A couple of weeks ago, I released my LiveBinders effort which was a way of sharing all the Ontario Educators who also had active blogs in one form or another. The LiveBinder format allows for the easy display of any kind of links in your browser and, through tabs, an easy way for me to categorize the blogs by content. I was pleased with the results and I think it was unique way to showcase the results of some of the excellent works from folks throughout the province as they share their ideas with their colleagues, the rest of the province, and indeed, anyone in the world who happens to drop by their blog.
So, in one spot, you could navigate to any Ontario educator blog, read it, and then rather than wandering around, link by link, to see what else was new, catch it all in one spot. They just appear in the LiveBinder window and the navigation remains at the top of the screen so that you can quickly reach out and see what someone else has to say. So, if I wanted to see @jaccalder’s latest, it’s just a matter of clicking on her “Ramblings” title and voila.
Whenever you try to do something like this and be inclusive, you realize very quickly that you’re not inclusive by any stretch of the imagination. Within minutes of posting the blog entry, I received a message from another Ontario Educator asking why their blog wasn’t included and could I add theirs? The answer is twofold – first of all, I don’t know every blog in the province and secondly, absolutely.
I then came to the realization that this probably wouldn’t be the only person. A little noodle scratching later and I thought – you know, the content in a LiveBinder is just webpages. Why don’t I write one to collect information from anyone who wanted to contribute and put it into a table so that I could use the web to collect this data rather than waiting for anyone new to come along and have to engage in a dialogue to get the necessary information. I could write an active server page with an Access database like I did years ago when I wrote the Webquest Locator to collect and display webquests according to subject level. So, I got about the task of writing something. I’m always challenged by appearance and design but maybe I could at least do something functional.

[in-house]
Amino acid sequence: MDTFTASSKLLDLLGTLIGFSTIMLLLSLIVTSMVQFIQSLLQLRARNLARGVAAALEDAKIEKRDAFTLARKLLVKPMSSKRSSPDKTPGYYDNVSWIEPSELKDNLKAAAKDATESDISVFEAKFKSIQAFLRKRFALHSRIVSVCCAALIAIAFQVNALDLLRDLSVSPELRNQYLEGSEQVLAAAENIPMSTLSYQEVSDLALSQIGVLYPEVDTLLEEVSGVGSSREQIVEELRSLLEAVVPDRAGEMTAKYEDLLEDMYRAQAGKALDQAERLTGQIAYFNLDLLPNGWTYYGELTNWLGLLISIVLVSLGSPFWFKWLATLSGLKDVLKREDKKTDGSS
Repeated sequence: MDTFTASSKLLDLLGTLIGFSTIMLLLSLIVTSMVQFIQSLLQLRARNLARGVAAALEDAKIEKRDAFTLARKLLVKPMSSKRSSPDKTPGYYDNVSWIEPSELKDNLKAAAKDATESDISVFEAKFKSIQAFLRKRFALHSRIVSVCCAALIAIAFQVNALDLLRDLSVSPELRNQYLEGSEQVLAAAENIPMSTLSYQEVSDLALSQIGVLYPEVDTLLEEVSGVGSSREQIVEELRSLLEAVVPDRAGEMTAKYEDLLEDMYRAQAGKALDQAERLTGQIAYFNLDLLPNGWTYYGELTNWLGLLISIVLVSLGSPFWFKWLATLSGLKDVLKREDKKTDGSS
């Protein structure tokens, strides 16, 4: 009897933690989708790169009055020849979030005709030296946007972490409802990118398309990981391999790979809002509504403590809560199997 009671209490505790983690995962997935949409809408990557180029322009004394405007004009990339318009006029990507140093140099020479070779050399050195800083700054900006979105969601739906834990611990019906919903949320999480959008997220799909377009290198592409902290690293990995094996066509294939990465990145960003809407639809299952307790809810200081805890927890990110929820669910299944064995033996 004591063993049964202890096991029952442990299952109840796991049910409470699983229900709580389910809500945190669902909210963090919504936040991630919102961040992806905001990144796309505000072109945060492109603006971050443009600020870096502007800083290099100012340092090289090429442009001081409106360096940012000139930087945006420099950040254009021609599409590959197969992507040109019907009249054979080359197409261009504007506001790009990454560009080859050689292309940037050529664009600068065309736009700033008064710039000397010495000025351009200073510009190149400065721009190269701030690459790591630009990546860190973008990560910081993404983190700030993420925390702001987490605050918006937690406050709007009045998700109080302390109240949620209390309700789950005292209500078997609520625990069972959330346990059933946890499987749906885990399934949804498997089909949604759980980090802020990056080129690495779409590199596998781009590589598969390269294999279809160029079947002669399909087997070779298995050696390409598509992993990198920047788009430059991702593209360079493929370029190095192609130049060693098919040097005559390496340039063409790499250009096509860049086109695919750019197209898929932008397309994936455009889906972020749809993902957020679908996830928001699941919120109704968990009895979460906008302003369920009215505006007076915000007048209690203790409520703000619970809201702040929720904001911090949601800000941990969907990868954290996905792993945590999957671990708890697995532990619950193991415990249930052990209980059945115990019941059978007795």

Then, for whatever reason, I paused and thought – man – you are so old school. Sure, given enough time and FTP services, you could make this functional BUT the whole premise behind LiveBinders is that it displays webpages in the window. All that I’m looking to do is collect four fields of information. There’s a far easier method. Haven’t you been the one that encourages people to use the excellent resources available on the web? Literally, in seconds, I had a Google Form created – and it looked good too. There was, in fact a template that had almost Twitter-like colours and even included some birds in its design.
I could spend hours on design and not get anything that looked that good! With the appropriate tool, it was done in seconds. Since, with each tab in the LiveBinder, you have to land somewhere, I elected to land on this collection form. It looks great and it is absolutely functional. The results go into a Google Spreadsheet serving as a modern-day table for this simple project and I just make the document notify me whenever someone happens to make an entry. Then, I check to make sure that it’s legit – spammers are always looking for new ways to spread their poisonous word – and it becomes part of the collection.
It worked well. From the original layout, to date, about a dozen new blogs that I didn’t know existed have been added to the collection. Since it’s up there and live, I’m hoping that it will grow so that we can showcase the efforts of as many Ontario educators as possible. If you know of one that’s not there, please have the author swing by and fill out the form. I’d love to have them included.
Back to the original concept though, there was an important takeaway for me. Even with all the skills that I might have in my arsenal, I need to make sure that I look at a problem from all angles. With so many great tools at my disposal, brute force should only be a last resort! Think it through, Doug. Hence the title of this entry.